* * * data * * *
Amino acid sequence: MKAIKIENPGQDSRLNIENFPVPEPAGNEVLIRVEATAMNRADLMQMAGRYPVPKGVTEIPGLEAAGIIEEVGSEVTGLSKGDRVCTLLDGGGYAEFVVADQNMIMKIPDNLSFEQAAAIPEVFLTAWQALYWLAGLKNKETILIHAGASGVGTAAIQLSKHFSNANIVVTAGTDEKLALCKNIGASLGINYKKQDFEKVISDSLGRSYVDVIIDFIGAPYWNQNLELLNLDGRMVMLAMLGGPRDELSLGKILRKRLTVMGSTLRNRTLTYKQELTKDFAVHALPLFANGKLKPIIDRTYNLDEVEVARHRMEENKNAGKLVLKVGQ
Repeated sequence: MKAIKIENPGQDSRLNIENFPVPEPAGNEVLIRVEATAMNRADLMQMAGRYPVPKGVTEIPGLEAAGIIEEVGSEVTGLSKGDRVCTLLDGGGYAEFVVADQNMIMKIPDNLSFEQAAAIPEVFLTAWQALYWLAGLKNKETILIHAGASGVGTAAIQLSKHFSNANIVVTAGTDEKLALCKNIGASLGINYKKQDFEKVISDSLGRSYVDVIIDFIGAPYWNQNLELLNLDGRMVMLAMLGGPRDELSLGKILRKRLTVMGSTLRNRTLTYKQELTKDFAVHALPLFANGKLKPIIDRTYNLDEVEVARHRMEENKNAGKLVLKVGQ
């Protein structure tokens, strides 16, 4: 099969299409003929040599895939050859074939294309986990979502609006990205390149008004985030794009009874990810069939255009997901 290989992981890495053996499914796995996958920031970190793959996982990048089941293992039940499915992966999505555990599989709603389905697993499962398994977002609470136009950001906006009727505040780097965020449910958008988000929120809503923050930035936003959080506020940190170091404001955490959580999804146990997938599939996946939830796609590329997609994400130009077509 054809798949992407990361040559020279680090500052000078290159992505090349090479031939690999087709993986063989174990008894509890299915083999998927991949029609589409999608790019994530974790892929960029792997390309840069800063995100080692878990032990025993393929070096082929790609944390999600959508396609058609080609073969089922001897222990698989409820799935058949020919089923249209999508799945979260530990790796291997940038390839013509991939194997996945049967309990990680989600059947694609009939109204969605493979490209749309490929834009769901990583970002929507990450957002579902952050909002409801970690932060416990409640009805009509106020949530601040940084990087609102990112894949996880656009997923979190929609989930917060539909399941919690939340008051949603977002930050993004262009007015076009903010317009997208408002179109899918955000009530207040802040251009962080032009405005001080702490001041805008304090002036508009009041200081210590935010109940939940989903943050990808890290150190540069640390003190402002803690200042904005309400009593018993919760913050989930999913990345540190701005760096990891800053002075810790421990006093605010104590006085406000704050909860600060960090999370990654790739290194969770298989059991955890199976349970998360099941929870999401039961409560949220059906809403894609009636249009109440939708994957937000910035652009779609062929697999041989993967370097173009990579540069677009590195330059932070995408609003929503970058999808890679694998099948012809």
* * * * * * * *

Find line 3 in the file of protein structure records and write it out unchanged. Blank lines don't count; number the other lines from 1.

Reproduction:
């Protein structure tokens, strides 16, 4: 099969299409003929040599895939050859074939294309986990979502609006990205390149008004985030794009009874990810069939255009997901 290989992981890495053996499914796995996958920031970190793959996982990048089941293992039940499915992966999505555990599989709603389905697993499962398994977002609470136009950001906006009727505040780097965020449910958008988000929120809503923050930035936003959080506020940190170091404001955490959580999804146990997938599939996946939830796609590329997609994400130009077509 054809798949992407990361040559020279680090500052000078290159992505090349090479031939690999087709993986063989174990008894509890299915083999998927991949029609589409999608790019994530974790892929960029792997390309840069800063995100080692878990032990025993393929070096082929790609944390999600959508396609058609080609073969089922001897222990698989409820799935058949020919089923249209999508799945979260530990790796291997940038390839013509991939194997996945049967309990990680989600059947694609009939109204969605493979490209749309490929834009769901990583970002929507990450957002579902952050909002409801970690932060416990409640009805009509106020949530601040940084990087609102990112894949996880656009997923979190929609989930917060539909399941919690939340008051949603977002930050993004262009007015076009903010317009997208408002179109899918955000009530207040802040251009962080032009405005001080702490001041805008304090002036508009009041200081210590935010109940939940989903943050990808890290150190540069640390003190402002803690200042904005309400009593018993919760913050989930999913990345540190701005760096990891800053002075810790421990006093605010104590006085406000704050909860600060960090999370990654790739290194969770298989059991955890199976349970998360099941929870999401039961409560949220059906809403894609009636249009109440939708994957937000910035652009779609062929697999041989993967370097173009990579540069677009590195330059932070995408609003929503970058999808890679694998099948012809």